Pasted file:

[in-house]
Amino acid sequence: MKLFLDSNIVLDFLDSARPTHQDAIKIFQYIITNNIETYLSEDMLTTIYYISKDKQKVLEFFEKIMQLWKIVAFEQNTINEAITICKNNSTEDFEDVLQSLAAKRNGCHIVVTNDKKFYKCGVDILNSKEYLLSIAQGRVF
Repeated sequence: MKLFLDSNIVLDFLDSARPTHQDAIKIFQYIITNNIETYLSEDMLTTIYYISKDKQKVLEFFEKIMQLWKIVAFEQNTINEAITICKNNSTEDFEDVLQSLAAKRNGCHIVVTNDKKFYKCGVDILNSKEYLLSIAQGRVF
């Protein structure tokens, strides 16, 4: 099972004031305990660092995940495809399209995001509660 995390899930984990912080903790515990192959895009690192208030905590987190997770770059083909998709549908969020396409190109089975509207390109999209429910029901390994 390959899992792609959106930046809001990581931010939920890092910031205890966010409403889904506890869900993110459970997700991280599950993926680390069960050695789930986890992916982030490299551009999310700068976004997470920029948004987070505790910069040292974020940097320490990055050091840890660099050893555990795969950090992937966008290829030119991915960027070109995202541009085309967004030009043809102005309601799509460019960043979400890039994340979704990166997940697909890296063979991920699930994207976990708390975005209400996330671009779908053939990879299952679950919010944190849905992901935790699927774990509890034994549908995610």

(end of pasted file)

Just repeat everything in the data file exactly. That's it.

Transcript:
[in-house]
Amino acid sequence: MKLFLDSNIVLDFLDSARPTHQDAIKIFQYIITNNIETYLSEDMLTTIYYISKDKQKVLEFFEKIMQLWKIVAFEQNTINEAITICKNNSTEDFEDVLQSLAAKRNGCHIVVTNDKKFYKCGVDILNSKEYLLSIAQGRVF
Repeated sequence: MKLFLDSNIVLDFLDSARPTHQDAIKIFQYIITNNIETYLSEDMLTTIYYISKDKQKVLEFFEKIMQLWKIVAFEQNTINEAITICKNNSTEDFEDVLQSLAAKRNGCHIVVTNDKKFYKCGVDILNSKEYLLSIAQGRVF
């Protein structure tokens, strides 16, 4: 099972004031305990660092995940495809399209995001509660 995390899930984990912080903790515990192959895009690192208030905590987190997770770059083909998709549908969020396409190109089975509207390109999209429910029901390994 390959899992792609959106930046809001990581931010939920890092910031205890966010409403889904506890869900993110459970997700991280599950993926680390069960050695789930986890992916982030490299551009999310700068976004997470920029948004987070505790910069040292974020940097320490990055050091840890660099050893555990795969950090992937966008290829030119991915960027070109995202541009085309967004030009043809102005309601799509460019960043979400890039994340979704990166997940697909890296063979991920699930994207976990708390975005209400996330671009779908053939990879299952679950919010944190849905992901935790699927774990509890034994549908995610």